It was the sixth point that proved the turning point, a long rally that saw Federer force Murray around the court, as if the Scot was a yoyo at the end of a string, spinning back and forth with every effortless flick of the Federer wrist.

Murray’s tenacity was typical, admirable, his ability to chase lost causes astonishing – he retrieved a sublime backhand into the corner, then a smash, then finally, as he raced to the net to return a drop shot, he slipped and hit the turf hard.

Boxing analogies are overused and rarely apt, but this had the feel of a brave fighter hitting the canvas after taking an unexpected flurry of artful punches. It was deuce, and as Murray winced and picked himself up, the equilibrium had changed decisively. He had let slip a 40-0 lead, and was being toyed with. Federer strolled back to the baseline, composed, prowling almost. Everybody could sense what was going to happen, and everybody could see Murray knew it too – it was palpable in his body language and his visible frustration, never mind his failing first serve and creeping unforced errors on those rare moments he had the initiative.

There were eight, nine, 10 deuces, with advantage switching back and forth, and Murray was clinging on, having to save five break points. Federer was waging one of his calmly furious assaults, the sort he used to summon with such frightening ease in his prime. Twice more Murray hit the grass as he chased the ball, like that boxer returning to the canvas, then struggling back to his feet to continue the good fight, against dwindling odds.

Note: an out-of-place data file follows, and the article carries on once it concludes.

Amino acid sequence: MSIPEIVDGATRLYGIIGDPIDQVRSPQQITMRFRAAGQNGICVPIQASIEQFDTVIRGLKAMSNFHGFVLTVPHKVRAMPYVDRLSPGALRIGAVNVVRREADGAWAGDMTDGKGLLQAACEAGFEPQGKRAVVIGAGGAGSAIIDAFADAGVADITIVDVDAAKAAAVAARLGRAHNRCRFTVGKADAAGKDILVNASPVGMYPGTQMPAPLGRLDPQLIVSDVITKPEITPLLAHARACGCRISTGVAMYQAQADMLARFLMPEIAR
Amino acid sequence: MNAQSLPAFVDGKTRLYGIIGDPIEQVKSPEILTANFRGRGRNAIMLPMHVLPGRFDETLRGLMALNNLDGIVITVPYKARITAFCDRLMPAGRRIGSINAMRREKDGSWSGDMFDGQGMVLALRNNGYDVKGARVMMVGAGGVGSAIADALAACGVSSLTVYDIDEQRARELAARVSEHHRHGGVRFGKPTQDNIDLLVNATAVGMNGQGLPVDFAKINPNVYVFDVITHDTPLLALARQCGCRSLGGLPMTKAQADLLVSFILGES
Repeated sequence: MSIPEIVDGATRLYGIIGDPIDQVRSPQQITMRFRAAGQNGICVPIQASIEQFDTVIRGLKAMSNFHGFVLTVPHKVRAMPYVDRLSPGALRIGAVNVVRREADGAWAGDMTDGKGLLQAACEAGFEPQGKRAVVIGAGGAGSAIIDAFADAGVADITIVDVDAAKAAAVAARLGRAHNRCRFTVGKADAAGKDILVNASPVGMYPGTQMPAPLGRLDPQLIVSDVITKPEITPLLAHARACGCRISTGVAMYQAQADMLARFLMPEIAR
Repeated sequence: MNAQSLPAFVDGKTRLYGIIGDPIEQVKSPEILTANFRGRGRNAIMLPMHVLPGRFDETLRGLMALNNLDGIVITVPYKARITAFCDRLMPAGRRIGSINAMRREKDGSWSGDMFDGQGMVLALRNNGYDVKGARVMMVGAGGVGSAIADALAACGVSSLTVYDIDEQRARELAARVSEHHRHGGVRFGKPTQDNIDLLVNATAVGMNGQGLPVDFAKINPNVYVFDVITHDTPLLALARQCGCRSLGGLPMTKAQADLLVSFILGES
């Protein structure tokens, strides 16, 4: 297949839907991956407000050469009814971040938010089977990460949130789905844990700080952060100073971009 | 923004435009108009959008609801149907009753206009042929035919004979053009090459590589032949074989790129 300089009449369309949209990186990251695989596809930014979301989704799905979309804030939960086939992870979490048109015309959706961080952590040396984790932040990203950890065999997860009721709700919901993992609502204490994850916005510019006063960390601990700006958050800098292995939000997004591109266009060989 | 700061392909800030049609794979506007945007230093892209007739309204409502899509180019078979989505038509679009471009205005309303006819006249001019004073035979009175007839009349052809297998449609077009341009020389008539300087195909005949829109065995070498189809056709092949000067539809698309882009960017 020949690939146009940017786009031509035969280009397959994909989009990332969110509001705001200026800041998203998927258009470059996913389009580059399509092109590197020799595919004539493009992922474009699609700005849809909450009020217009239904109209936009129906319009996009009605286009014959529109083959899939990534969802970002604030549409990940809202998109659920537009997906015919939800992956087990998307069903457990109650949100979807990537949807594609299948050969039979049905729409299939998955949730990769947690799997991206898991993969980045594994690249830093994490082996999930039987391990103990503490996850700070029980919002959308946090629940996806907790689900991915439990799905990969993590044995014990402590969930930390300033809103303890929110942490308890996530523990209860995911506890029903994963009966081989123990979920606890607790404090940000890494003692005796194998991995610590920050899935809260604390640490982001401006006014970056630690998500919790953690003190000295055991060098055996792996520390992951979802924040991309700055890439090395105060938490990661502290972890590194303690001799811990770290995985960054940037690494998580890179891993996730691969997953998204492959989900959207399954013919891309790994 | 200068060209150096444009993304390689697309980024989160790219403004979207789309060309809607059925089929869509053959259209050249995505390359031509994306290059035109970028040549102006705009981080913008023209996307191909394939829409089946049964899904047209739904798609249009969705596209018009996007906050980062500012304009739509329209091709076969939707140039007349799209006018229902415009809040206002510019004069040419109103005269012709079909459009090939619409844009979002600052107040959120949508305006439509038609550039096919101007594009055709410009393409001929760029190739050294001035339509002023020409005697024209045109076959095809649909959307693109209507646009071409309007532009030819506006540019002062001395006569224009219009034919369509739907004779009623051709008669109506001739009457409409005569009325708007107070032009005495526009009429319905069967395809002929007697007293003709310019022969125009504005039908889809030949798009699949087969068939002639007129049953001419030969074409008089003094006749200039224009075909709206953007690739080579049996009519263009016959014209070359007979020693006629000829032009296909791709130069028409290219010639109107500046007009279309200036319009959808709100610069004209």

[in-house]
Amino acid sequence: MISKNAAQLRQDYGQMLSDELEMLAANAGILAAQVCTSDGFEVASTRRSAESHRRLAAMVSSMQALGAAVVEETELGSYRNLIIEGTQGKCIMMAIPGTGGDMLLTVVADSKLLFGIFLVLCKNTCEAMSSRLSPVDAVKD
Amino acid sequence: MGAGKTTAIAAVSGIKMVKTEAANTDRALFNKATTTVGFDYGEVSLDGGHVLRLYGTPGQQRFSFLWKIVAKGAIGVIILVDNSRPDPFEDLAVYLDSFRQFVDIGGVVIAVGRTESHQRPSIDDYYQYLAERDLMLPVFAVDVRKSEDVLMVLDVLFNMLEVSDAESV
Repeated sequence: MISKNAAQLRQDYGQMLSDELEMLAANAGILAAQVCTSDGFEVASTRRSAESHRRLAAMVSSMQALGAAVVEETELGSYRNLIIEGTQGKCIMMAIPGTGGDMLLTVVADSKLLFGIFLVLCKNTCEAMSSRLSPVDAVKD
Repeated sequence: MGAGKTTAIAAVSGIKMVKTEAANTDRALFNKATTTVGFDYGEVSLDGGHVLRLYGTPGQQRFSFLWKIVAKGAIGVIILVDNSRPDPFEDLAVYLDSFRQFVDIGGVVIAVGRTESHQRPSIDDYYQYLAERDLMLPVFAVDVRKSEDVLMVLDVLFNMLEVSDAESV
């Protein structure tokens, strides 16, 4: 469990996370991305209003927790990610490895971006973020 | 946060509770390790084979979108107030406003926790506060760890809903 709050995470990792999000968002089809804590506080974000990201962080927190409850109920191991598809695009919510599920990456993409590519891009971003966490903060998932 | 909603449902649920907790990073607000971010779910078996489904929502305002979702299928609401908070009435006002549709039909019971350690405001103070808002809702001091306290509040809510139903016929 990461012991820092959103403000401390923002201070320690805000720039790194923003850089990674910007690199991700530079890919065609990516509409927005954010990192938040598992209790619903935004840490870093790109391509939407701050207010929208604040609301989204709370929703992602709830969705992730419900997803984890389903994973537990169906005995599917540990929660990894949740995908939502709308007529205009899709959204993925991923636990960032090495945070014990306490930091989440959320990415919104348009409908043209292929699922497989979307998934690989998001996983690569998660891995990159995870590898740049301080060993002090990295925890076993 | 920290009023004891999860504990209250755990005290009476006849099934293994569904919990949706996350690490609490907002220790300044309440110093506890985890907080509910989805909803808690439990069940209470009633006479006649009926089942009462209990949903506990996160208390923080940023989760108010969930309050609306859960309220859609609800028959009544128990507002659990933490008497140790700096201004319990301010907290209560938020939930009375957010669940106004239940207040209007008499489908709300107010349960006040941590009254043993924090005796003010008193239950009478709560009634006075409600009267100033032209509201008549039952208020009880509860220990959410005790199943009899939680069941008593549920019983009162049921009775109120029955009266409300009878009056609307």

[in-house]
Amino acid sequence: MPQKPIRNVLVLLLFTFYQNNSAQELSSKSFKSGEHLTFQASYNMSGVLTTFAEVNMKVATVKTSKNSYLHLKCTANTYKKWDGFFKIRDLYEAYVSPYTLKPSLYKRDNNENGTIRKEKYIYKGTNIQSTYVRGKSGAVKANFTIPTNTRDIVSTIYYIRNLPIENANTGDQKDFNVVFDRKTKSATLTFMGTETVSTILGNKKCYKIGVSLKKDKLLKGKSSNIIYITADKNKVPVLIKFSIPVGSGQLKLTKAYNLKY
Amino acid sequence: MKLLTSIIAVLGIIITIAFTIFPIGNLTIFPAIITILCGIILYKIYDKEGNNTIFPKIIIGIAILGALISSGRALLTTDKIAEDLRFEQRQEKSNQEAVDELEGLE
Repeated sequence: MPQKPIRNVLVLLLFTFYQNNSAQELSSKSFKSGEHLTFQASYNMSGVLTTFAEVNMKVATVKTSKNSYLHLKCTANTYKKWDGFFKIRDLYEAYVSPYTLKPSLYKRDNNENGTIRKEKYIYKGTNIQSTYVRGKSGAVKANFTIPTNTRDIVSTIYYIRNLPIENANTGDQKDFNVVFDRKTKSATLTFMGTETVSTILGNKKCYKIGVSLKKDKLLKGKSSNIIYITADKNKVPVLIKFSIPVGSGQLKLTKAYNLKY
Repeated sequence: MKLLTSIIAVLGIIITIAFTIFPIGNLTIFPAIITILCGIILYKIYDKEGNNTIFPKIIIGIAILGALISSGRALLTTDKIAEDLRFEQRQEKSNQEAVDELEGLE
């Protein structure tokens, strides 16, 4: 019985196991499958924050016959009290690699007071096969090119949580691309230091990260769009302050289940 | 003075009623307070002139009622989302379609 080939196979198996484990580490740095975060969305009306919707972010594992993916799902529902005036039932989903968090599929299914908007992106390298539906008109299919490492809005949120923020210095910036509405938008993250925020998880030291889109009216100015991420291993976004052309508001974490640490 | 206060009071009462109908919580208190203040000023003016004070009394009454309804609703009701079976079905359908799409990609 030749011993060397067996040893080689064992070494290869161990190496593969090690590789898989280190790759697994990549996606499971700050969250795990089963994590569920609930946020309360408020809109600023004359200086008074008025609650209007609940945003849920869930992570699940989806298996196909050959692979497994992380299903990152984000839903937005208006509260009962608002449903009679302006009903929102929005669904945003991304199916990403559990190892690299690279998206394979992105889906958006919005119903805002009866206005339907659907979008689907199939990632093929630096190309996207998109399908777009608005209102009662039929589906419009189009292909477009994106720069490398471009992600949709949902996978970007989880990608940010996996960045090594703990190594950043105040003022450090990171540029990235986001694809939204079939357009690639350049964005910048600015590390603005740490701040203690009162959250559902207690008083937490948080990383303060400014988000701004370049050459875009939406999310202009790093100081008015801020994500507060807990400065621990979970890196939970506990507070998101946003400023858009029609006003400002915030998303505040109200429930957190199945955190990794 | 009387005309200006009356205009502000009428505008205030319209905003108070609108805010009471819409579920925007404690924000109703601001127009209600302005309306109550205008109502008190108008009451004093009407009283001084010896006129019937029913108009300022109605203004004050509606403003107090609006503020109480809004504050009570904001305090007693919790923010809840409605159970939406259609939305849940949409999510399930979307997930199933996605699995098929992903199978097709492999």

After chasing one precise lob back to the baseline, he landed upside down, his head on the soil, torso arced above him, legs in the air, slowly reaching for the ground beyond his head. Turned upside down – it was the perfect visual metaphor for what Federer was doing to him. After 18 minutes, Murray could withstand the assault no longer, and was broken. He never regained the initiative, nor looked like being able to.

Before our eyes, Federer was rolling back the years, casting off that “still” tag, reverting once more to the player described by David Foster Wallace, in that justly famous piece of literary sportswriting, as embodying “kinetic beauty”, a member once again of that class of “rare, preternatural athletes who appear to be exempt, at least in part, from certain physical laws”.

The sixth game of the third set was pivotal in dictating the outcome of the match, and it may prove pivotal in Federer’s late-career bloom. Will there be a prolonged resurgence, or was this a final flourish? If it’s the former, that game will be held up as the moment he rejuvenated his career; if the latter, it will be remembered as the final, crowning achievement on a lustrous reign. Either way, that “aura of weird sadness” that Phillips wrote about has gone, for good now – the king of the courts is back at last.